Neoplatonism, the philosophy of the commentators
This project studies the theory and practice of moral education in the (Neo)Platonic tradition.
- Bert van den Berg
The Neoplatonists on Moral Education
This project studies the theory and practice of moral education in the (Neo)Platonic tradition, i.e. the issue of how to render the young into virtuous people. I am especially interested in the way in which Neoplatonists appropriate existing moralizing literature (Hesiod’s
Works and Days, Prodicus’
Choice of Hercules, the Pythagorean
Golden Verses) and genres (history, rhetoric) and adapt it to fit their own psychological and ethical ideas.
R.M. van den Berg, ‘Proclus on Hesiod’s Works and Days and ‘Didactic Poetry’, Classical Quarterly 64 (2014), pp. 383-397.
R.M. van den Berg, ‘Proclus and Iamblichus on Moral Education’, Phronesis 59 (2014), pp. 272-296.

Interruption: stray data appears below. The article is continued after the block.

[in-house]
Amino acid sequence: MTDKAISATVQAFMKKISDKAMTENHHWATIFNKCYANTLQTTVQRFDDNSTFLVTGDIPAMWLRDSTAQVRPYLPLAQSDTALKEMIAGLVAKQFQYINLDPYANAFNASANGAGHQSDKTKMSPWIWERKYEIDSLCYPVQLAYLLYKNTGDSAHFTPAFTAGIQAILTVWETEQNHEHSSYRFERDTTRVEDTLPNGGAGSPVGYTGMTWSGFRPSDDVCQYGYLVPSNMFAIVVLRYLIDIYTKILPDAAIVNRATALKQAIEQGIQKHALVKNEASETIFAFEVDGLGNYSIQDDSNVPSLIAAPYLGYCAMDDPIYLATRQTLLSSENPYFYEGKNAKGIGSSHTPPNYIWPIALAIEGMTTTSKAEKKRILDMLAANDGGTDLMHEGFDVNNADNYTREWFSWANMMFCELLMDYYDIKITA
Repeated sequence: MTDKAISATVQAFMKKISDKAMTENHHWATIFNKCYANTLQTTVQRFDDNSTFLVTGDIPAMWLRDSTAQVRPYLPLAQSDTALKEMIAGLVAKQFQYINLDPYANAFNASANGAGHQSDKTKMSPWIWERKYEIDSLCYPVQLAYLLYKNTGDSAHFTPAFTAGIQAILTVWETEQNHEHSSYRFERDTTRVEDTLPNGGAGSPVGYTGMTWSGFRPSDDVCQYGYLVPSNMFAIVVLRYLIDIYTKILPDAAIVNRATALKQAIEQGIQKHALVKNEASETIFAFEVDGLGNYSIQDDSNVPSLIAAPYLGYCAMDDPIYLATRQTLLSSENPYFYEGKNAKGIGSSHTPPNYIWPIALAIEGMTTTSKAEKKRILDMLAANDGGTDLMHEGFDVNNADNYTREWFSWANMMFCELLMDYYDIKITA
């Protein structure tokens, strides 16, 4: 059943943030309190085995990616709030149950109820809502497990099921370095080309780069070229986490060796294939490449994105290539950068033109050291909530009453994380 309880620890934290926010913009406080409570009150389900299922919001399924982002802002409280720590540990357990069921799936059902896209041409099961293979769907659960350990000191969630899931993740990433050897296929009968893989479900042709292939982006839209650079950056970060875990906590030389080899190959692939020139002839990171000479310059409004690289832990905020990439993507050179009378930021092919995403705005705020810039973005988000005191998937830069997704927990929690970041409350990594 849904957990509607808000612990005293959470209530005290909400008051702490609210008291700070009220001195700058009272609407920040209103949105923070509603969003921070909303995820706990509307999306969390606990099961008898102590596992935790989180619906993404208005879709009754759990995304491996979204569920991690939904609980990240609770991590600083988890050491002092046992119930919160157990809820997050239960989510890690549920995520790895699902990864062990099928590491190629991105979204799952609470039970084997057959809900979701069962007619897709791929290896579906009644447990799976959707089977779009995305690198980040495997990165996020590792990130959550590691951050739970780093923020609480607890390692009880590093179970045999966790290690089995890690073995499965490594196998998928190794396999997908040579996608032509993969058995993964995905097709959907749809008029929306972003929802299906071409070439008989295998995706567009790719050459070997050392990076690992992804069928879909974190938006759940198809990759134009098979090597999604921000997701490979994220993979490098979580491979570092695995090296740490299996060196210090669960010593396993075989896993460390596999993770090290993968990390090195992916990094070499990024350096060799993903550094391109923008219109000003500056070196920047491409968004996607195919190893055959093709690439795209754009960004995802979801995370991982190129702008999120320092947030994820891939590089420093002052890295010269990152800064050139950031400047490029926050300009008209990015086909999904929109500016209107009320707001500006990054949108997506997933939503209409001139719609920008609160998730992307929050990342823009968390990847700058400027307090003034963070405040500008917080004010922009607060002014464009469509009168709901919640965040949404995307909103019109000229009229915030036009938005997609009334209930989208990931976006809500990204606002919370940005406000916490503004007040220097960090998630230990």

The Neoplatonists on language and naming
This project examined the ideas of the Neoplatonists about language, its relation to the outside world it seeks to describe, and its function as an instrument in philosophical investigations as we find these in the ancient commentators on Aristotle’s
Organon (Porphyry, Iamblichus, Ammonius) and especially in Proclus’ commentary on Plato’s
R.M. van den Berg, Proclus’ Commentary on the Cratylus in Context: Ancient Theories of Language and Naming, Brill (Leiden) 2008.
For my PhD I examined the hymns of Proclus against the background of his literary theories and within the context of theurgy, the rituals by means of which the later Neoplatonists sought to attract divine assistance and illumination.
R.M. van den Berg, Proclus’ Hymns. Essays, Translations, Commentary, Brill (Leiden) 2001.